With roundtrip fares often just over $600 and the possibility to book a one-way flight for half that, Zipair is an appealing option for U.S.-based, budget-conscious travelers when flying to Japan. But are the savings worth it?
There's no doubt that Zipair is often the cheapest way to fly nonstop from the West Coast to Tokyo. But if you're not familiar with its low-cost business model, you could be in for a surprise. The Zipair flying experience can be quite different compared to other major airlines flying between the U.S. and Japan, including its parent company Japan Airlines.
I recently flew Zipair economy from Los Angeles (LAX) to Tokyo-Narita (NRT) on its Boeing 787 Dreamliner and found it to be one of the most basic flights I've ever taken. The price was definitely right … but with no possibility of making any changes after booking and extra fees for everything from baggage to water onboard, there's a lot to consider before buying a cheap, long-haul flight on Zipair.
From booking to check-in to the inflight service, here's what it was like to fly Zipair economy from the U.S. to Japan.
Where Does ZIPAIR Fly?
Zipair flies from four U.S. gateways to Tokyo's Narita Airport (NRT), including Honolulu (HNL), Los Angeles (LAX), San Francisco (SFO), and San Jose (SJC). From Tokyo, you can also fly to a few other destinations in Asia, including Bangkok (BKK), Manila (MNL), Seoul (SIN), and Singapore (SIN).
How to Book ZIPAIR Economy Flights
You'll find Zipair flights when searching on Google Flights so you can compare the base fares with other airlines. However, keep in mind that it's not an apples-to-apples comparison.
Everything other than a random seat on the plane and a 15-pound carry-on bag costs extra on Zipair. Even if you toggle on the “1 carry-on bag” filter on Google Flights, it won't add in Zipair's extra fee to carry more weight onboard the aircraft. Therefore, make sure to compare the total cost after adding any extras like baggage, meals, seat selection, etc.
If you're trying to use points to book a Zipair flight, you're mostly out of luck. You won't find these flights on the Amex or Chase travel portals. But if you buy your flights with your *venture x* or *capital one venture card*, you can use your Capital One Venture Miles to remove the purchase from your statement.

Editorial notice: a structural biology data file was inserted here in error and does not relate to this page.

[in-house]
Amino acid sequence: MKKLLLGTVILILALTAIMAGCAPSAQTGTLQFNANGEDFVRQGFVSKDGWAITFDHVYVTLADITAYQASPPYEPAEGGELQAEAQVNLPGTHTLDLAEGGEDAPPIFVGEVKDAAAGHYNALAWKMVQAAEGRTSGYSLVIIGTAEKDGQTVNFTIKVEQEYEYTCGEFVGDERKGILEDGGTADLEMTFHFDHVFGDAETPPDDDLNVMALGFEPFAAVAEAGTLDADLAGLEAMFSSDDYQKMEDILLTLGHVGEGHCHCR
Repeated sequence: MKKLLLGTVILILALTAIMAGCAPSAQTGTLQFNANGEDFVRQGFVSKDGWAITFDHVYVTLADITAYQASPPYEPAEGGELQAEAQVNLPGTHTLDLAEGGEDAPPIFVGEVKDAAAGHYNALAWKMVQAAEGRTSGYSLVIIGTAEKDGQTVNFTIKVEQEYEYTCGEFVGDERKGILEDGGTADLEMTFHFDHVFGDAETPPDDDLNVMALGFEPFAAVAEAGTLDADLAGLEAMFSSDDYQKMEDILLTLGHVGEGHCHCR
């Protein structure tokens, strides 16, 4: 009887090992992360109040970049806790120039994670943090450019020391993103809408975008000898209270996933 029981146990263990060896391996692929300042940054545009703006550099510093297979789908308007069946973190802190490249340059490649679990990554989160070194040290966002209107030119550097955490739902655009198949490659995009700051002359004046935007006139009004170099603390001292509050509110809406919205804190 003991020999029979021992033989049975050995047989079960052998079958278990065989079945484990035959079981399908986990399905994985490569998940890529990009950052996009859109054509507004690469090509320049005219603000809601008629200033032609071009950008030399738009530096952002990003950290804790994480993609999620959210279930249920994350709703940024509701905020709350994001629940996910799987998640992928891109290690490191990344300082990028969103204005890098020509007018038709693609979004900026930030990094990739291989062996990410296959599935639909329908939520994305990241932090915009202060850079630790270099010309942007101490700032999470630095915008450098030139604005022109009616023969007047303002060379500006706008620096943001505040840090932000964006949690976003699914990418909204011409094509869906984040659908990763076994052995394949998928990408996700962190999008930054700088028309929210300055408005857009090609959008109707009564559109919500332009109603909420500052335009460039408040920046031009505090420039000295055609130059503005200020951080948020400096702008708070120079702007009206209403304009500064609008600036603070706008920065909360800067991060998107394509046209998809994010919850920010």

Adding Extras During Booking on ZIPAIR
When you land on zipair.net to book your flight, you'll want to pay close attention to ensure you add any extras you need when booking. The first price you see is just the bare minimum. Choose “Standard” if you're looking to book economy. Zipair also has a business class, which it calls “ZIP Full-Flat.”
If all you need is a little extra weight for your carry-on or a checked bag, it's cheapest to add this à la carte. You can add an extra 8kg (17 lbs.) for a total of 15 kg (33 lbs.) of carry-on weight for $38 each way. That should be enough to cover a carry-on bag plus a personal item. Checked baggage fees start at $54 per bag.
But if you want anything else like a seat assignment or in-flight meal, you may want to purchase one of the packaged bundles.
Choosing seats in advance also costs extra. One neat thing about Zipair's seat map is that it explains which seats have certain restrictions such as not being able to raise the armrest.
For a 12-hour flight, you may want something to eat. You'll have more options if you pay for your meal in advance since Zipair will cater the plane with meals that are pre-ordered. There will only be limited options if you choose to purchase a meal inflight.
You can also pre-order an amenity kit and special treats like banana-flavored Kit Kats. There's even an option to purchase a pair of women's shorts for around $50 but I think you can do better by just bringing your own pair.
No Changes or Cancellations Allowed
Possibly the biggest caveat to flying Zipair is the fact that all tickets are use-it-or-lose-it. No changes or cancellations are allowed after the 24-hour rule, period.
Even the more expensive fares don't allow changes, not even for a fee. If you book a ticket and later decide you need to change plans, you'll simply need to eat the cost and buy a new ticket. That can be a pretty tough pill to swallow when you're shelling out hundreds of dollars for a flight to Japan.
There's also no way to contact customer service other than through the email form found on its website. I used this to ask if there was any possible way to pay a fee to change the date on my reservation but was told I would need to cancel and make a new booking. The fare rules indicate that taxes could be refunded if you cancel your ticket but you won't be refunded any of the actual airfare.